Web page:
Notwithstanding the present economic situation, environmental issues are a top concern of corporate executives. Every day seems to be Earth Day in the nation’s boardrooms.
The motivation for this corporate behavior is, for understandable reasons, mixed. It involves anticipating or preempting future regulatory action, mitigating liabilities, reducing costs, maintaining customer goodwill and brand integrity, recruitment of the best and the brightest employees and enhancing profit margins through development of new services and products.
The late Peter Drucker Peter Drucker , the dean of management consulting, argued in his book Managing in a Time of Great Change (1995) that “a business that does not show a profit at least equal to its cost of capital is irresponsible; it wastes society’s resources.” He also believed that “every organization must assume full responsibility for its impact on employees, the environment, customers, and whomever or whatever it touches.”
Nobel Laureate economist Milton Friedman argued that such social concerns were contrary to the primary function of business. The title of his famous 1970 article in the New York Times Magazine was “The Social Responsibility of Business Is to Increase Its Profits.” He believed the duty to maximize profits was the essence of the fiduciary obligation owed to stockholders. He did, however, recognize the imperative to obey the law and “ethical custom.”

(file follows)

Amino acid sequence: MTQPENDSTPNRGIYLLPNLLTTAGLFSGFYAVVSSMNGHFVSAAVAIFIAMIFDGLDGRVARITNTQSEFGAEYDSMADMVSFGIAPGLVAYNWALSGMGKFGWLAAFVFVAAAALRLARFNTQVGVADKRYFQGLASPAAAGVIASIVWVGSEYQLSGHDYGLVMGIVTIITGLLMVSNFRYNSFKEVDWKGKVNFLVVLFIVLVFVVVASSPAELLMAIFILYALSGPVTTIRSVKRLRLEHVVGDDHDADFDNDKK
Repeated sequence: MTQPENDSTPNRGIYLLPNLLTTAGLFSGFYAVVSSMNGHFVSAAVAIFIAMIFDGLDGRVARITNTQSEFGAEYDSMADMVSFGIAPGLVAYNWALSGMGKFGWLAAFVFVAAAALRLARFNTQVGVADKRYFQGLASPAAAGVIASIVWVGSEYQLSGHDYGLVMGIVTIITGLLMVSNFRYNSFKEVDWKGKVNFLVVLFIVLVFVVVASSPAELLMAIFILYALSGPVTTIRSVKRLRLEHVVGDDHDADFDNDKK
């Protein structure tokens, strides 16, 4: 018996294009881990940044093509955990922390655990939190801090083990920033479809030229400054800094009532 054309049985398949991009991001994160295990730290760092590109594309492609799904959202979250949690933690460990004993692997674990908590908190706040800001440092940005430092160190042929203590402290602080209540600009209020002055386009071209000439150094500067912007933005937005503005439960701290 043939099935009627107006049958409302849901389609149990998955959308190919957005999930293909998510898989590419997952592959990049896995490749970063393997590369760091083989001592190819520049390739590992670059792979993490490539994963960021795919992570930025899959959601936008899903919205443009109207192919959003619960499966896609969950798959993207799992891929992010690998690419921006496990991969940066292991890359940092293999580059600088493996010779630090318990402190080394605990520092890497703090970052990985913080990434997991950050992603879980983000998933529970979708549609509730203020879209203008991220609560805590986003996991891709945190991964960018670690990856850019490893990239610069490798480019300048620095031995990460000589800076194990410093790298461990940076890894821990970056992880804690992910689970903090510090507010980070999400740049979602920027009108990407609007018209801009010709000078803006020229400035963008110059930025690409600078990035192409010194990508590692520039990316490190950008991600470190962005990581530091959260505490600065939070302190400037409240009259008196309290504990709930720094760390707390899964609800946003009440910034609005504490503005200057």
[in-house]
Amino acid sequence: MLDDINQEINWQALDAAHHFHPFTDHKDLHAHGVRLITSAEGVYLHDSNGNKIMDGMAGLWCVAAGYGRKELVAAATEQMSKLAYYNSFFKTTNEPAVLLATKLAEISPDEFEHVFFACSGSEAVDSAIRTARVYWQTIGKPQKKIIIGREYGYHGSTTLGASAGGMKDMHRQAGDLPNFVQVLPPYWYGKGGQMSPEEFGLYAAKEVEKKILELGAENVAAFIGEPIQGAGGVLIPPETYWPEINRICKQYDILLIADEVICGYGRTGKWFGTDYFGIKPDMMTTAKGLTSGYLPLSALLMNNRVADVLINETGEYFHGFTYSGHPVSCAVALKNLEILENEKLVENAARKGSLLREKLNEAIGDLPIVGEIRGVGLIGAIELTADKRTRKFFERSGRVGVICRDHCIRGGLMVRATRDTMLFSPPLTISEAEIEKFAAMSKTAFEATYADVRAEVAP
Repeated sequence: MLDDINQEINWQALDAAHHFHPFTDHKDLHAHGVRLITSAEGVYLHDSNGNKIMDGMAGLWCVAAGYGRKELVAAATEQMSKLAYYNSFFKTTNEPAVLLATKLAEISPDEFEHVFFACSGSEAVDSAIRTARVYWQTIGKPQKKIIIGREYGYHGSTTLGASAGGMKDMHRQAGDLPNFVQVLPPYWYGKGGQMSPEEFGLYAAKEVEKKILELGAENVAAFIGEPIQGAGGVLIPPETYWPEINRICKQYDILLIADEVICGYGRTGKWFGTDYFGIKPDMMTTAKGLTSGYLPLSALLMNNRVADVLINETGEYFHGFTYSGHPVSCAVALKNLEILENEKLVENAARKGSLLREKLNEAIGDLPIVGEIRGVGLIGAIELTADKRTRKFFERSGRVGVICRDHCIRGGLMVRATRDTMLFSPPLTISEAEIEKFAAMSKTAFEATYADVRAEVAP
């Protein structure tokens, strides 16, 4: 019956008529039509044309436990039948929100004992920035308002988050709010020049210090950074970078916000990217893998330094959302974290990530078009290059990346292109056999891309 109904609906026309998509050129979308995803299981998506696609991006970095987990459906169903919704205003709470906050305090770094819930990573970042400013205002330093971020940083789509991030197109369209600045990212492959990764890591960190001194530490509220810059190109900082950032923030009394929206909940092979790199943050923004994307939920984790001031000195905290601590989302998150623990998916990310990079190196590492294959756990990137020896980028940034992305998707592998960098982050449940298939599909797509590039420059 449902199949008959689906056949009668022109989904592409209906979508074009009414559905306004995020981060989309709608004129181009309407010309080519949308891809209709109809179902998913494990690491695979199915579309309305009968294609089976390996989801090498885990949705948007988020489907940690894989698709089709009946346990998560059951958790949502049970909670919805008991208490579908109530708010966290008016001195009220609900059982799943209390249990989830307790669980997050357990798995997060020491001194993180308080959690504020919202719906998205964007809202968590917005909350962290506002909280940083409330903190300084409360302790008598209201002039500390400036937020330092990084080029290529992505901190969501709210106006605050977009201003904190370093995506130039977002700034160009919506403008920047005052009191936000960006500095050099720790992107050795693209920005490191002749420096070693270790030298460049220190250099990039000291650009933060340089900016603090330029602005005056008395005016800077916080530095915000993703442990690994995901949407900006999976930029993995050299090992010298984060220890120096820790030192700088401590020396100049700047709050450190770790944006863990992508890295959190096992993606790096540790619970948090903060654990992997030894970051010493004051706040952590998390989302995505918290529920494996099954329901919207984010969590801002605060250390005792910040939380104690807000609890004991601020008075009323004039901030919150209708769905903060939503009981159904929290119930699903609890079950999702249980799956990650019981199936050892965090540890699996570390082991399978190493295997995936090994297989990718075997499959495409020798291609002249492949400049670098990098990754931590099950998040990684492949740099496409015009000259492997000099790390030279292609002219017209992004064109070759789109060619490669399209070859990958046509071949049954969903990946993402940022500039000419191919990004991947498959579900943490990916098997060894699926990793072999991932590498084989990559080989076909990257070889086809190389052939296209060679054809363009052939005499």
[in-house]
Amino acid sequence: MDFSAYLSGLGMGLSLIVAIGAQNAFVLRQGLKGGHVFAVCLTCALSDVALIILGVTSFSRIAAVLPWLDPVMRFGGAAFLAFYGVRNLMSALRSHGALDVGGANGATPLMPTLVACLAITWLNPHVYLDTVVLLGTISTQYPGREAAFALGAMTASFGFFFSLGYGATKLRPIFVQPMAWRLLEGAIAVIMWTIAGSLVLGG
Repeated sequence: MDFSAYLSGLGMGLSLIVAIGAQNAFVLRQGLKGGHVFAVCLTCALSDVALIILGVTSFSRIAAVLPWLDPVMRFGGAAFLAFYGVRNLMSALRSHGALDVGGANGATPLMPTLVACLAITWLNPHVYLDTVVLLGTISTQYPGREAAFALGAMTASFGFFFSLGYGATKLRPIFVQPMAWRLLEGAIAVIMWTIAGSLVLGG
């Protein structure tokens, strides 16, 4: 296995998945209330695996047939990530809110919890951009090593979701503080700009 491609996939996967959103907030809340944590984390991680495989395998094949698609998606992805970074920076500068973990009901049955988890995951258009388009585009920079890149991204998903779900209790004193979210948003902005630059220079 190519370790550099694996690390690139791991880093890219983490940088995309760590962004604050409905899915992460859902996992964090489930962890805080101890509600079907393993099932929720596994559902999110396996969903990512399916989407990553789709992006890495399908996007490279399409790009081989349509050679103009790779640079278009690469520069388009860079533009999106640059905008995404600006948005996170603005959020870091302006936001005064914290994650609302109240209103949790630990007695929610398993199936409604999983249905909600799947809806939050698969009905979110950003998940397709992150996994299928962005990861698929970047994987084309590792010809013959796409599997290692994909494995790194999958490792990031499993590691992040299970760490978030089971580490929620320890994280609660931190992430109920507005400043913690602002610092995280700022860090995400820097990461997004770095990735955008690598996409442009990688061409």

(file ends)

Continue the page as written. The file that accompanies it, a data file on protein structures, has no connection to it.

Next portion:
Arguably, the “ethical custom” which Friedman noted has changed over the last four decades. Certainly, the laws have.
Social and political realities as well as the beliefs and behaviors of customers and even stockholders, both individual and institutional, are driving companies to be greener and cleaner whether they like it or not. The market and society appear to be demanding this behavior.
Forest L. Reinhardt, professor at the Harvard Business School, argues that one reason firms pursue “corporate social responsibility” or CSR is for risk-management considerations, i.e., “the social license to operate” under limited liability protections accorded to firms by society.
FOR SEVERAL YEARS NOW companies such as DuPont, GE, Dow, Anheuser-Busch, Wal-Mart, S.C. Johnson and many others have been developing and implementing environmental policies, products, and services. This Earth Day finds more and more companies traveling the same path.
Google, Inc., a voracious user of power, expects to spend tens of millions of dollars this year on research, development and related investments for renewable energy such as solar, wind and geothermal energy with a goal of producing 1 gigawatt, enough to power San Francisco (MarketWatch.com, November 27, 2007). It calls the program “Renewable Energy Cheaper Than Coal” and hopes to meet its goal “in years, not decades.”
Marriott International is pledging $2 million to protect 1.4 million acres of the Brazilian rain forest while inviting guests to offset hotel stays with contributions to the cause. The inn keeper is also furnishing rooms with 47 million Bic pens made from preconsumer recycled plastic, committing to reducing fuel and water consumption by 25 percent “per available room” within the decade, installing solar power in 40 hotels, and extending recycling to in-room guest trash. Ninety percent of Marriott hotels already recycle.